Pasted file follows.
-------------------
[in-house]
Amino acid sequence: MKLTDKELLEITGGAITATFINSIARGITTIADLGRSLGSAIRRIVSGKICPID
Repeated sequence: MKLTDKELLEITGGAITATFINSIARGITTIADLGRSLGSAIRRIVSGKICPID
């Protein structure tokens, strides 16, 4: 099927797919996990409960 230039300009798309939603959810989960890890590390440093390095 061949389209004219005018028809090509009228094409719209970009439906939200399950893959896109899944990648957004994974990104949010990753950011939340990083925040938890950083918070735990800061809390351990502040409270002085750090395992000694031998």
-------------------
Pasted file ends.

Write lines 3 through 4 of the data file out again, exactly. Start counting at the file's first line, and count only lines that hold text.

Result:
Repeated sequence: MKLTDKELLEITGGAITATFINSIARGITTIADLGRSLGSAIRRIVSGKICPID
């Protein structure tokens, strides 16, 4: 099927797919996990409960 230039300009798309939603959810989960890890590390440093390095 061949389209004219005018028809090509009228094409719209970009439906939200399950893959896109899944990648957004994974990104949010990753950011939340990083925040938890950083918070735990800061809390351990502040409270002085750090395992000694031998």